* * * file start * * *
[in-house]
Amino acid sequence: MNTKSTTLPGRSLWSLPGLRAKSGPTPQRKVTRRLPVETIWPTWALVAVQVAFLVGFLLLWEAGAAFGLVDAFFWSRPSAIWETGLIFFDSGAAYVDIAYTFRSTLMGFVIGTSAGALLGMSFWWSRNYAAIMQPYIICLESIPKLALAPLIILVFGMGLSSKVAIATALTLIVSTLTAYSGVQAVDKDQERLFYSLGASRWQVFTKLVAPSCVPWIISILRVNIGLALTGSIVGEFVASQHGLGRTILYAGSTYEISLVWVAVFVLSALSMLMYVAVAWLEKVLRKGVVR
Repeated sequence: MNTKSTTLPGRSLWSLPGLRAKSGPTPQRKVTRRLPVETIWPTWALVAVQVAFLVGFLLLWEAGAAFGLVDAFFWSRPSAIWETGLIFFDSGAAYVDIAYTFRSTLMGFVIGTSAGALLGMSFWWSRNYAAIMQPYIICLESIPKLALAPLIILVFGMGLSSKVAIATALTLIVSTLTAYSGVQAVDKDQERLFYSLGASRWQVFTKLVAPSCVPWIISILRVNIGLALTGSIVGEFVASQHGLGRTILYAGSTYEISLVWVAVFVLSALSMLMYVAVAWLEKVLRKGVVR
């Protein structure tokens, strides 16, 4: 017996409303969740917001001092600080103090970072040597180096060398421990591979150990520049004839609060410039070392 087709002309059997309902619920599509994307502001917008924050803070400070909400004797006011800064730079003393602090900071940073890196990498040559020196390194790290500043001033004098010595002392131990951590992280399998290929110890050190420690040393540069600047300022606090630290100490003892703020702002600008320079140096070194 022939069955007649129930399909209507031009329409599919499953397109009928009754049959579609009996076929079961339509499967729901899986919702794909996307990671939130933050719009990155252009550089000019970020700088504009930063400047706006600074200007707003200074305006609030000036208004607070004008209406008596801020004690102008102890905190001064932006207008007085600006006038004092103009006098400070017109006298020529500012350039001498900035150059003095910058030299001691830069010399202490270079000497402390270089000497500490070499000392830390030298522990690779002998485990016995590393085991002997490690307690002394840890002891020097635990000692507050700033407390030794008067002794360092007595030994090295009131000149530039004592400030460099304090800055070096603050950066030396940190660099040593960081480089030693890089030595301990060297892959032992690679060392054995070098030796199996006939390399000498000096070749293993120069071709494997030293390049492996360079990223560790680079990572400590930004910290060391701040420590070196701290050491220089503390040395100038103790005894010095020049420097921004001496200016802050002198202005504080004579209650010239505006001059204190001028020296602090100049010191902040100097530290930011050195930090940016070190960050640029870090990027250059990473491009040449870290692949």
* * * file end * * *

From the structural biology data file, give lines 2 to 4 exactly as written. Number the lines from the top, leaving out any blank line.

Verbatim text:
Amino acid sequence: MNTKSTTLPGRSLWSLPGLRAKSGPTPQRKVTRRLPVETIWPTWALVAVQVAFLVGFLLLWEAGAAFGLVDAFFWSRPSAIWETGLIFFDSGAAYVDIAYTFRSTLMGFVIGTSAGALLGMSFWWSRNYAAIMQPYIICLESIPKLALAPLIILVFGMGLSSKVAIATALTLIVSTLTAYSGVQAVDKDQERLFYSLGASRWQVFTKLVAPSCVPWIISILRVNIGLALTGSIVGEFVASQHGLGRTILYAGSTYEISLVWVAVFVLSALSMLMYVAVAWLEKVLRKGVVR
Repeated sequence: MNTKSTTLPGRSLWSLPGLRAKSGPTPQRKVTRRLPVETIWPTWALVAVQVAFLVGFLLLWEAGAAFGLVDAFFWSRPSAIWETGLIFFDSGAAYVDIAYTFRSTLMGFVIGTSAGALLGMSFWWSRNYAAIMQPYIICLESIPKLALAPLIILVFGMGLSSKVAIATALTLIVSTLTAYSGVQAVDKDQERLFYSLGASRWQVFTKLVAPSCVPWIISILRVNIGLALTGSIVGEFVASQHGLGRTILYAGSTYEISLVWVAVFVLSALSMLMYVAVAWLEKVLRKGVVR
């Protein structure tokens, strides 16, 4: 017996409303969740917001001092600080103090970072040597180096060398421990591979150990520049004839609060410039070392 087709002309059997309902619920599509994307502001917008924050803070400070909400004797006011800064730079003393602090900071940073890196990498040559020196390194790290500043001033004098010595002392131990951590992280399998290929110890050190420690040393540069600047300022606090630290100490003892703020702002600008320079140096070194 022939069955007649129930399909209507031009329409599919499953397109009928009754049959579609009996076929079961339509499967729901899986919702794909996307990671939130933050719009990155252009550089000019970020700088504009930063400047706006600074200007707003200074305006609030000036208004607070004008209406008596801020004690102008102890905190001064932006207008007085600006006038004092103009006098400070017109006298020529500012350039001498900035150059003095910058030299001691830069010399202490270079000497402390270089000497500490070499000392830390030298522990690779002998485990016995590393085991002997490690307690002394840890002891020097635990000692507050700033407390030794008067002794360092007595030994090295009131000149530039004592400030460099304090800055070096603050950066030396940190660099040593960081480089030693890089030595301990060297892959032992690679060392054995070098030796199996006939390399000498000096070749293993120069071709494997030293390049492996360079990223560790680079990572400590930004910290060391701040420590070196701290050491220089503390040395100038103790005894010095020049420097921004001496200016802050002198202005504080004579209650010239505006001059204190001028020296602090100049010191902040100097530290930011050195930090940016070190960050640029870090990027250059990473491009040449870290692949």